Investigation of Peltier Devices for Refrigeration

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Investigation of Peltier Devices for

Refrigeration

A Senior Project by Evan Drake

Advisor: Dr. Peter Schwartz

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Abstract:

The purpose of our project was to characterize Peltier devices and determine if they were good candidates toward inexpensive off-grid solar powered refrigeration in poor countries. We measured the rate of cooling with a constant temperature thermal sink for different current inputs. Through numerous experiments we calculated the coefficient of performance for two different thermoelectric coolers (TECs) through a range of temperature differentials. In addition, we found the lowest temperature these Peltier chips could reach so that we could test the

accuracy of the information provided by the manufacturers spec sheets. Overall the data gathered through our research is compelling toward the creation of TEC-driven refrigeration.

Introduction:

The motivation for this area of research is how people in third world countries can make use of innovative technologies. Thermoelectric coolers were the technology our group was tasked with. The long term vision of this group is to implement a solar powered refrigerator in Ghana. The average annual temperature there is about 79⁰F and in that heat, produce, meat, and dairy spoil incredibly quickly. By

providing a method of refrigeration, less food will go to waste. They also won't have to buy or gather produce as often and meat and dairy will not have to be consumed as quickly. Another relevant statistic is that the current percent of children under 5 who suffer from malnutrition is estimated to be 3.5%, which is significantly higher than first world countries like the US. With an average yearly income of $4100, our project must also be economically designed. Though there are other groups around the world addressing the problem of medication storage in these areas, a TEC refrigerator could serve that purpose as well.

Many factors contributed to our desire to research the efficiency and practicality of a TEC refrigerator. First, Peltier devices are cheap, solid state, environmentally friendly, run on DC, and have a lifetime of around 20 years. Each chip costs approximately $2, while a compressor, which is the normal cooling unit of a

refrigerator, costs close to 100 times that. Additionally, compressors usually run on AC so one would also need to invest in an inverter as photovoltaics (PVs) output DC. AC motors also require a surge power to get started, usually 5x what it normally runs on, which is especially difficult when the power source is a PV. Although buying a brushless DC motor would address some of these problems, it would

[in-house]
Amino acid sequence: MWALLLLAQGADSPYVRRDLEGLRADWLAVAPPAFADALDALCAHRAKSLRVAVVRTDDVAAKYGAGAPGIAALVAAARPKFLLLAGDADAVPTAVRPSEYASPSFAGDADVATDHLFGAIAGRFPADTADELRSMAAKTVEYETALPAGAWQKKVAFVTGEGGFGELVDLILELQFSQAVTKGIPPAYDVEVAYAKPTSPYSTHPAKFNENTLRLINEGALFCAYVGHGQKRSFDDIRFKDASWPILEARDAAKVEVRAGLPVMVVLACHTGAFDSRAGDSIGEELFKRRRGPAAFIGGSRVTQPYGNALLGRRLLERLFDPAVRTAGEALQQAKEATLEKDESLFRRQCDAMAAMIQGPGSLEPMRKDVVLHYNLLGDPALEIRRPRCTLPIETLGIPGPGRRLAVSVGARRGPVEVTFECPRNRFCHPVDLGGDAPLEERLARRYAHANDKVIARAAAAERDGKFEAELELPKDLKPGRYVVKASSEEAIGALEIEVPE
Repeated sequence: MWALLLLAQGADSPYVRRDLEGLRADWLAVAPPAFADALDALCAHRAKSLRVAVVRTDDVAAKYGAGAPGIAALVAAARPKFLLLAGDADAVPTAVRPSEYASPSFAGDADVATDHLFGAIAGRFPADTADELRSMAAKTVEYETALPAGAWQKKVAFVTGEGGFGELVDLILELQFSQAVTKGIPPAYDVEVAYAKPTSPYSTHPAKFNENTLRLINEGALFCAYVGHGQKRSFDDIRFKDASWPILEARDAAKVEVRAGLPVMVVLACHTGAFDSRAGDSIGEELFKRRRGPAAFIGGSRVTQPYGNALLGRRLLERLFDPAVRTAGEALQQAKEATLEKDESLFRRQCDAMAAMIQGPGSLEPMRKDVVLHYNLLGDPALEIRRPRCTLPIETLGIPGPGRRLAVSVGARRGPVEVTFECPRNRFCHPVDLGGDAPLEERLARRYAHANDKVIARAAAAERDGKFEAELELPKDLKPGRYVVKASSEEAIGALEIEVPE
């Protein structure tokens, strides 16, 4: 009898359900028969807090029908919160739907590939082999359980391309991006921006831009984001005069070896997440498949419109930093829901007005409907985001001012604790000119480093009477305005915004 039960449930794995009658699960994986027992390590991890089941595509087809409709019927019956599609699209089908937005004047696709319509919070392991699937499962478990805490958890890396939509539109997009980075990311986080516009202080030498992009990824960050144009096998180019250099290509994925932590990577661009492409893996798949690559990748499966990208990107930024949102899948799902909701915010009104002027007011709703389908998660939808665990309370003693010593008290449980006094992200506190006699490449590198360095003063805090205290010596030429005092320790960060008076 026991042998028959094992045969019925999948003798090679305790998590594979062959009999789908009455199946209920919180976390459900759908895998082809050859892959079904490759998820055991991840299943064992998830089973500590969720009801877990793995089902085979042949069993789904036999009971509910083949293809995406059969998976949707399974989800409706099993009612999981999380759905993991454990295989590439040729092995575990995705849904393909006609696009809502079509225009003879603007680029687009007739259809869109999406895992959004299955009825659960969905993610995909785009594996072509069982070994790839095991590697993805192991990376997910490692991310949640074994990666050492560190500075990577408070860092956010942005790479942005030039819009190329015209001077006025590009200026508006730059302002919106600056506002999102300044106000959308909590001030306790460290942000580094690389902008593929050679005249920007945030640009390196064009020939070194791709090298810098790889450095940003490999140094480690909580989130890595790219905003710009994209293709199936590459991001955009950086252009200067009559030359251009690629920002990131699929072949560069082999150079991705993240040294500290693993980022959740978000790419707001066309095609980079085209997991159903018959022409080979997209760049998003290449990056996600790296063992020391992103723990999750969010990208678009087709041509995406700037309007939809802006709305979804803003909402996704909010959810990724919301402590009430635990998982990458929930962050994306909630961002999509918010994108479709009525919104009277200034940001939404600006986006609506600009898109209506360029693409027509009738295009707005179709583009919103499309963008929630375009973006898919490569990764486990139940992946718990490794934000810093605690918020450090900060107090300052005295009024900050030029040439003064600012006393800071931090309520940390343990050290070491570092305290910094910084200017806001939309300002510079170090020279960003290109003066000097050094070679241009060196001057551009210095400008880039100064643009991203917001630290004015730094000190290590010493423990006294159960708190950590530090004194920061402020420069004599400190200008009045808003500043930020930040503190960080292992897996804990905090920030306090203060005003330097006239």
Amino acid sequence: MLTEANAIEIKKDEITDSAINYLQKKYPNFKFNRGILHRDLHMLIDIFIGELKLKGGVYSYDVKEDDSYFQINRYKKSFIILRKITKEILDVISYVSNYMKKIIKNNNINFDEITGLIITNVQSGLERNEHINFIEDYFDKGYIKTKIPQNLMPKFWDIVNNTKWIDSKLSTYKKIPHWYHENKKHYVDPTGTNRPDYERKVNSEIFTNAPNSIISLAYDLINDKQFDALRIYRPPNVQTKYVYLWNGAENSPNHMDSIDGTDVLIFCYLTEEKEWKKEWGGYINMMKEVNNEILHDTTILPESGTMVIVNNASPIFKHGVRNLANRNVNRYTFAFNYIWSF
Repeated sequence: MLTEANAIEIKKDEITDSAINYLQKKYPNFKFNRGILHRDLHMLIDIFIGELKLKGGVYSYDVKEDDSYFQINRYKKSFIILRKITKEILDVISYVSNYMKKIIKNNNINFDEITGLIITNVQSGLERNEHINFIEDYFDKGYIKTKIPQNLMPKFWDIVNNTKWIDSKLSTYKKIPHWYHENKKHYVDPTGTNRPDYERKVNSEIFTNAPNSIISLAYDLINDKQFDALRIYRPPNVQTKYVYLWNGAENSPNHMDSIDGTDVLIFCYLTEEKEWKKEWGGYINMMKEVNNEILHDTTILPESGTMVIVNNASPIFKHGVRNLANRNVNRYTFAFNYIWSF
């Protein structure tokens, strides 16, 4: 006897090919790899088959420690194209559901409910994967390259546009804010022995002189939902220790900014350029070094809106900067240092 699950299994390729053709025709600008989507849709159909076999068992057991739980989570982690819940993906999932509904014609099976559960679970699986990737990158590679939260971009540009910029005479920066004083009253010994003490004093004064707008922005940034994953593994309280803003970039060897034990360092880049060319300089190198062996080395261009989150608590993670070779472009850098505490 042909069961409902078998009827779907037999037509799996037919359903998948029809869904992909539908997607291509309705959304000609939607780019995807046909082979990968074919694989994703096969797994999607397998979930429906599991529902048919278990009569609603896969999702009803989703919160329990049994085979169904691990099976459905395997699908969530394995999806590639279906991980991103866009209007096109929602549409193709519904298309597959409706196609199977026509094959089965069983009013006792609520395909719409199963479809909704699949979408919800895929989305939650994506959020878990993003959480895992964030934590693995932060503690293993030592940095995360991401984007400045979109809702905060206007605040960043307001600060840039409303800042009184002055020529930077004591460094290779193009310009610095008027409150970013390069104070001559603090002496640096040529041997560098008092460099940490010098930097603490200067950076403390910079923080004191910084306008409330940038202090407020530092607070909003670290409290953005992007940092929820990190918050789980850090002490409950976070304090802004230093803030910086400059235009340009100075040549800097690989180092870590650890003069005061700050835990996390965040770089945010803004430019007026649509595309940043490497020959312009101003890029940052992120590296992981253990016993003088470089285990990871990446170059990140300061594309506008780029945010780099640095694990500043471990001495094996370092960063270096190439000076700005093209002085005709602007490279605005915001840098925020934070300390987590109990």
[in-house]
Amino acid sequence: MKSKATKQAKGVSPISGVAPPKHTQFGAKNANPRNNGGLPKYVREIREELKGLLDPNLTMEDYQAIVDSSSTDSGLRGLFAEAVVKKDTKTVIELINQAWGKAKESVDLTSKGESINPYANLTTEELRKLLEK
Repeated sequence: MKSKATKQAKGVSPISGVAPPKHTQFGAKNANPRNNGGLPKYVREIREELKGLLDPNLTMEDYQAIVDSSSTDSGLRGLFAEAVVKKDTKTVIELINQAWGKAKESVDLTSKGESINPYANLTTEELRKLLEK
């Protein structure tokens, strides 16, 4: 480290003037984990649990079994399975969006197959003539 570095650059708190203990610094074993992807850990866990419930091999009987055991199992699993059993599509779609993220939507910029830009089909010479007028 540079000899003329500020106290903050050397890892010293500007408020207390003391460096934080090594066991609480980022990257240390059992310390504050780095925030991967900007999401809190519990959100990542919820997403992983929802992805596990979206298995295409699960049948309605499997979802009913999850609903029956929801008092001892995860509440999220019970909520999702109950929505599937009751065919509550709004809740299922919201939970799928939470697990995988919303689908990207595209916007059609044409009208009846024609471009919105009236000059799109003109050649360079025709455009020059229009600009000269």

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Figure 1

Figure 1 illustrates the ever declining price of photovoltaics. TEC technology becomes more practical with decreased PV cost. It allows the inefficiency of Peltier modules to become less relevant since we can just utilize more PVs and TECs to get the same result. This, along with the trend in TEC improvement since its inception, makes it clear that Peltier chips will win in the long run.

Currently TECs are employed for a variety of applications, but not popularly used as the cooling unit in refrigerators. Thus, this research is strategically timed to develop tomorrows technology.

TECs and Refrigeration:

This project revolved around Peltier devices that take advantage of the

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Figure 2

A typical TEC is composed of n and p type semiconductor pairs that are in series, compressed between two thermally conductive and electrically insulated plates (Figure 2). The heat carriers are the electrons and holes in the n and p type

semiconductors. This heat is removed from one of the semiconductor junctions and deposited at the other when current flows through the two electrical junctions. The heat moved by a single semiconductor pair is determined by the Seebeck coefficient, resistivity, and thermal conductance of each material.

Experimenting:

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We designed an experiment that would accurately test the desired parameters of the Peltier. We tested two devices, the TEC1-12706 and TEC1-12715 (Figure 3). The “127” indicates each one has 127 n and p type semiconductor pairs while the “06” and “15” correspond to their maximum current (6 and 15 amps). Their size (40 mm x 40mm x 3.9 mm) corresponds to a current density of ~ 0.01 A/mm2.

Figure 4

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Figure 5

The electrical circuit powering the TEC and measuring the current and voltage can be seen in Figure. 5. It shows what electrical components were involved in our experiment and the how they were wired together to get the data we needed. For each experiment the temperature of the target, the temperature of the heat sink, and time were recorded.